The following day when I arrived in Paris at the showroom, it was already in full swing and some of the garments were being altered, a ballerina dress of sequins and tulle looked like it had been brutally slashed to create holes in the bodice, sweet intern Franka was taking in loose fitting boots, making them tighter, and some skirts were opened and re-sewn. There was a spectacular hand embroidered dress with gold flowers still being sewn. Then I saw it hanging in the showroom, the finished heart dress. Just hanging there among the rest. Still looking like a big dream. Like it had always been meant for it to look like that. It was finished and now silently awaiting its moment.
The day of the show, backstage, the accessories were added to the outfits, changing the looks even further. With some I almost did not even recognize the individual pieces without concentrating, they had become complete ensembles, as if organically grown together. There was one look that stands out in my mind, consisting of a silver shirt, boxer shorts peeping through, a long white skirt and hat. It was embellished with enormous gold earrings and a big matching necklace. It looked rich and glamorous. I recall I tried that skirt on the night before still unaware of what top it would be paired with. It was just one of many wonderful surprises backstage at the show. It was thrilling to see all the models with the hair and makeup done walking around with the clothes, laughing and talking, breathing life into them.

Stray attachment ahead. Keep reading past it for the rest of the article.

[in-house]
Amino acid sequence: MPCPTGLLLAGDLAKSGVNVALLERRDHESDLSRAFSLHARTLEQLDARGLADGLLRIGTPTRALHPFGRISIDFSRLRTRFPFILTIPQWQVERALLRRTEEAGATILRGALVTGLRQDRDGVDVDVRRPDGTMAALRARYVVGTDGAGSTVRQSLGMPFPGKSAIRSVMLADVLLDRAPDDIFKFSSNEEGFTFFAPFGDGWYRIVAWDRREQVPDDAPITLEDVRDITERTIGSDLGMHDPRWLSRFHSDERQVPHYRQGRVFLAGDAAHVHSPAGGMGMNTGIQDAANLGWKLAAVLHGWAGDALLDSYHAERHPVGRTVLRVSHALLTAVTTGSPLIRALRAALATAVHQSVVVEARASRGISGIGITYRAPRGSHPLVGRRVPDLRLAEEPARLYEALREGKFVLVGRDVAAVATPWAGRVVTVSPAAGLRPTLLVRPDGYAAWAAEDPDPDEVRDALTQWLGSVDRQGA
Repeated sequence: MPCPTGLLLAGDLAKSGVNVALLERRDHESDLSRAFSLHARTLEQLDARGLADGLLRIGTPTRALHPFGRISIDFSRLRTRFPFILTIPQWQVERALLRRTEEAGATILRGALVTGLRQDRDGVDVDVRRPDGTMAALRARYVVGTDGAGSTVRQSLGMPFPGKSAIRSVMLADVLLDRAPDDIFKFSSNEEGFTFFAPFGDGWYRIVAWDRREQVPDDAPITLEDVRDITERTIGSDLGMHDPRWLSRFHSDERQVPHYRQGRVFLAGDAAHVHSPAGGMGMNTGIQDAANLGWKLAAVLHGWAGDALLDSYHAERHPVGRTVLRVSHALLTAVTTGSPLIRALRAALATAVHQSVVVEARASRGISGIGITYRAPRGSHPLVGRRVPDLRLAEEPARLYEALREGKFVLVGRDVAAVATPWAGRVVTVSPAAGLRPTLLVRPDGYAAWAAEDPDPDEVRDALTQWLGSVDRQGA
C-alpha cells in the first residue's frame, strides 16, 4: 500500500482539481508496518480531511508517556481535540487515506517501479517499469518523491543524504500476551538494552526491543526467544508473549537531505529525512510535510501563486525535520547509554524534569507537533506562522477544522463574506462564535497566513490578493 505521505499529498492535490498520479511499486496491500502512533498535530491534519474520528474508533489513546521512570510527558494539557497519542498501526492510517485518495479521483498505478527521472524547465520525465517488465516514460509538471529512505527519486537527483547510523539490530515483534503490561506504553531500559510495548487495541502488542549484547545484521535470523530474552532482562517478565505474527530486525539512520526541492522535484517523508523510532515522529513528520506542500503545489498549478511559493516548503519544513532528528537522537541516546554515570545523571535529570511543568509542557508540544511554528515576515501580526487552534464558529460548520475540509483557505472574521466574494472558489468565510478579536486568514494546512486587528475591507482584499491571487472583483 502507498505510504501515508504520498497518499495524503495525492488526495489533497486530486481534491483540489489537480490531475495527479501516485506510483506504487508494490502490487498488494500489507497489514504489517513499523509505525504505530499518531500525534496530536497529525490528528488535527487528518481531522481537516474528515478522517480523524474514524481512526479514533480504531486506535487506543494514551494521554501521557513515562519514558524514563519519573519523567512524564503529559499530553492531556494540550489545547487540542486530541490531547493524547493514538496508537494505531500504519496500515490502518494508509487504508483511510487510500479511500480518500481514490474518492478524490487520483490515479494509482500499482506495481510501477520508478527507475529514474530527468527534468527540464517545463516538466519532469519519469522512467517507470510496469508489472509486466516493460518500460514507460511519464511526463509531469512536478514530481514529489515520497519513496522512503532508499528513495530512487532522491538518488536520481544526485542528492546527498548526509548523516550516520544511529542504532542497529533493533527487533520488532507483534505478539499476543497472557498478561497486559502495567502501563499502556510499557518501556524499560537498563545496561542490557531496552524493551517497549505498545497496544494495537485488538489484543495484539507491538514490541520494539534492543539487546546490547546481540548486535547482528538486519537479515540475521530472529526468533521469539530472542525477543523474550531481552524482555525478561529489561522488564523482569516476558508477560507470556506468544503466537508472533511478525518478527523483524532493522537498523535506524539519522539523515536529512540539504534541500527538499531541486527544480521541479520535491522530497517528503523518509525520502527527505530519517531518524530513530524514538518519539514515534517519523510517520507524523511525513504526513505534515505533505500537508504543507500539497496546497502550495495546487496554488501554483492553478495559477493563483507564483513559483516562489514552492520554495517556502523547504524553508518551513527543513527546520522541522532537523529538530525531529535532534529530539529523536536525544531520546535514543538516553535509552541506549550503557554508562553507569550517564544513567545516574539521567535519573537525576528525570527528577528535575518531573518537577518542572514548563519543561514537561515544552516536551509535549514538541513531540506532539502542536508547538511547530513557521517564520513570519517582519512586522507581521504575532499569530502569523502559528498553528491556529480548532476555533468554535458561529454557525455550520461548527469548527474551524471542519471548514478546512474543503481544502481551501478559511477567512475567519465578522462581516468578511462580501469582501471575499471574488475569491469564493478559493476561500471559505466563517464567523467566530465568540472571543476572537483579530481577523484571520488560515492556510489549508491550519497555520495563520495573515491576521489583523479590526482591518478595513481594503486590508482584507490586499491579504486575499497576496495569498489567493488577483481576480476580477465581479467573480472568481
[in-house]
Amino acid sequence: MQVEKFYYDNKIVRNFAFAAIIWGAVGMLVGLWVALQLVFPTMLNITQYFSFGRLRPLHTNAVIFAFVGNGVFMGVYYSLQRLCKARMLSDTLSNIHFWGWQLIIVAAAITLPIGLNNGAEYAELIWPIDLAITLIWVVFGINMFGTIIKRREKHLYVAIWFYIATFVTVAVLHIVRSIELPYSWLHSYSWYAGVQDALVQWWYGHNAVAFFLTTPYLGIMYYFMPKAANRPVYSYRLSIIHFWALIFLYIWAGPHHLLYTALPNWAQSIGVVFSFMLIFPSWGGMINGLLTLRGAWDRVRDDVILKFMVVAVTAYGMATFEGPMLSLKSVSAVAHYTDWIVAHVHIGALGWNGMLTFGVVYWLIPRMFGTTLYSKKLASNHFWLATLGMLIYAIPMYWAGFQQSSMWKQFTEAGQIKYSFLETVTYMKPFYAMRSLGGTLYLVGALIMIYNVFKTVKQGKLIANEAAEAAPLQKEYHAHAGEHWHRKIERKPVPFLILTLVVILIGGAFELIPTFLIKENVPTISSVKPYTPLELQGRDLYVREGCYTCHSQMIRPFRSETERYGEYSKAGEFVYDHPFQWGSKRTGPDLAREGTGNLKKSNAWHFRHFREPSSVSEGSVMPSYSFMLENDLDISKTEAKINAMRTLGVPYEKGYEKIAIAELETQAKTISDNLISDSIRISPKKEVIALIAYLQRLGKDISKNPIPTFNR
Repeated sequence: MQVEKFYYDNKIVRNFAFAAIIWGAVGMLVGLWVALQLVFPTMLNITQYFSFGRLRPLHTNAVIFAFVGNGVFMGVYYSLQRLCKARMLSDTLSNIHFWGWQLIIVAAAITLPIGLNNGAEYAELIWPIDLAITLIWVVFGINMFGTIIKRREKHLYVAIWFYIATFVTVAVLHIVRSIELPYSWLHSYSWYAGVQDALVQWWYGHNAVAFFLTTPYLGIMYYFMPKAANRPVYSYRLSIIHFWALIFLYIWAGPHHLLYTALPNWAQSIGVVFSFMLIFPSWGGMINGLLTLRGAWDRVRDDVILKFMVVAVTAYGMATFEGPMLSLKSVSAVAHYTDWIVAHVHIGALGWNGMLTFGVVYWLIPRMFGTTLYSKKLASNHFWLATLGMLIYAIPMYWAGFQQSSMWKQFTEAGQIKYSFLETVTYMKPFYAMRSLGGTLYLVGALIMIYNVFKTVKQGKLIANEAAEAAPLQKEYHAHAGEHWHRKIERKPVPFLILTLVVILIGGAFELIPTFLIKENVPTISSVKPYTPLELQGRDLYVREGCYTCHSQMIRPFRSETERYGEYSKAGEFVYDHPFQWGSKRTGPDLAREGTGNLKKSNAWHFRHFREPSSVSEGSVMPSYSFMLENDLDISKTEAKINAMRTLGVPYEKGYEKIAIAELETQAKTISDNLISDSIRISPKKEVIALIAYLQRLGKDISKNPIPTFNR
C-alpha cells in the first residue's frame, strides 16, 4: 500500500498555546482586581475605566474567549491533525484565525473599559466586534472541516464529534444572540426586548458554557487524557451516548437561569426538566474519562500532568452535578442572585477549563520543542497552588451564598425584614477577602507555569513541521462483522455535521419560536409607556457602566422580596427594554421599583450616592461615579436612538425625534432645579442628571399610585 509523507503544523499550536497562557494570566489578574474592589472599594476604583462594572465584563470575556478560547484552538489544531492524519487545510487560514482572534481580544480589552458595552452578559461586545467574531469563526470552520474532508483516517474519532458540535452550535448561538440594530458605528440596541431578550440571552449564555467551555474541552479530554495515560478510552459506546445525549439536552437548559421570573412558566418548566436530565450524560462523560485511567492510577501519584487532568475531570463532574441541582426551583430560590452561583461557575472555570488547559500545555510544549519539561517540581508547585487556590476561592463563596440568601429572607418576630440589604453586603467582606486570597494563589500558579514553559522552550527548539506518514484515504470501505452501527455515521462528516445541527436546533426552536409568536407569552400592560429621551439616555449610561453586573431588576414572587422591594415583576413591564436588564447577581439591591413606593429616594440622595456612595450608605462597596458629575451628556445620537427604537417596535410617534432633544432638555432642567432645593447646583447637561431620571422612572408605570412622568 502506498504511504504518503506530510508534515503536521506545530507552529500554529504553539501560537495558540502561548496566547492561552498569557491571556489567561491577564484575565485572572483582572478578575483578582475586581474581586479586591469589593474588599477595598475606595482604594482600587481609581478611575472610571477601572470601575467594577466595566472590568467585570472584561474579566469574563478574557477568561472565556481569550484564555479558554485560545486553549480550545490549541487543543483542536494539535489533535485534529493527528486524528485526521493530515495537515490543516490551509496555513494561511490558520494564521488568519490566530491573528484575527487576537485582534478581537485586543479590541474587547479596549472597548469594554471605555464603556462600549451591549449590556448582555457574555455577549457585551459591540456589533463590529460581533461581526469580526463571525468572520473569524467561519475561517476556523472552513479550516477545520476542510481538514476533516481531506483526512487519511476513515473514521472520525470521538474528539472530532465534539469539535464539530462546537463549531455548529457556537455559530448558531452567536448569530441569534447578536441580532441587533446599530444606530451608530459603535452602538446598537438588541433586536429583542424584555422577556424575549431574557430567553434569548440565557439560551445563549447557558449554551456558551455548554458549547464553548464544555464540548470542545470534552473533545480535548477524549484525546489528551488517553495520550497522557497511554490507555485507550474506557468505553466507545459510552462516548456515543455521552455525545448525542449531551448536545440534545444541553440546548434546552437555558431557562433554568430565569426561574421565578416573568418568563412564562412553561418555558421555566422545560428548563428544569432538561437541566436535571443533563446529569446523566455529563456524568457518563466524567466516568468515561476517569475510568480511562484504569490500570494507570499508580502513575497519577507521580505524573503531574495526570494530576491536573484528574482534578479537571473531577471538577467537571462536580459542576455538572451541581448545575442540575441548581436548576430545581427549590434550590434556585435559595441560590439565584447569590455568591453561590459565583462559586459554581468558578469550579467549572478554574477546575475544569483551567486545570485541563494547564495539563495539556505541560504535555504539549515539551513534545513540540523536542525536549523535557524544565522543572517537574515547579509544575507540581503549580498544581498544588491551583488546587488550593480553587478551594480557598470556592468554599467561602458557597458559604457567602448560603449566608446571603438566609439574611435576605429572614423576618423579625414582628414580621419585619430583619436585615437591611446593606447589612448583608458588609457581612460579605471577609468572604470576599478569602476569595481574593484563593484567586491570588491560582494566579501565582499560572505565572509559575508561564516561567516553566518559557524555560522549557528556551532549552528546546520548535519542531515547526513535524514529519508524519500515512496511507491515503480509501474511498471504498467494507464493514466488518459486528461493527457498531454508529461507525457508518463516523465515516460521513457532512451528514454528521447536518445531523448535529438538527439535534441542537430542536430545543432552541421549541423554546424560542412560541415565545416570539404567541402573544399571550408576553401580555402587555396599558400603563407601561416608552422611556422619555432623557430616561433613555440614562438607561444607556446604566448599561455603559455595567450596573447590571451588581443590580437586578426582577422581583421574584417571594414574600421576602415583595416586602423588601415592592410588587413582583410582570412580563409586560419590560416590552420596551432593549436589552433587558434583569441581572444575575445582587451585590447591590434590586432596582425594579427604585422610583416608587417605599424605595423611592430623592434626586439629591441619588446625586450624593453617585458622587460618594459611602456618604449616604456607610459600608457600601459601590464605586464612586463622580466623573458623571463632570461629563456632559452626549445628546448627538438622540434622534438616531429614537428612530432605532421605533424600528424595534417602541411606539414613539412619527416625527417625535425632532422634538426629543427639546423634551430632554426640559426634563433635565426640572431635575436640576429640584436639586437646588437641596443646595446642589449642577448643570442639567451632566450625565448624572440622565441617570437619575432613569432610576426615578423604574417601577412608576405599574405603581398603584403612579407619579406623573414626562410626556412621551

After the show was over and back at the studio, the seams in the discarded calicos were opened and all parts carefully removed so the fabric could be used again for something else. This was true also for the heart dress calicos. How strange it was to see all the pieces that only a week ago had been carefully stitched together be now taken apart like that. A real eerie feeling that something had ended, it was over. But I guess so the cycle goes.
This was just a small, small account of things that took place with a few of the many, many garments during this collection, there was so unbelievably much more. Almost every garment made was somehow altered and redeveloped to be the best it could be. Some in the end were not shown in the fashion show in Paris. However, the ones that were took a lot of different roads to the catwalk, some more winding than others. But all fuelled by endless amount of thought, work and passion.
15 March 2011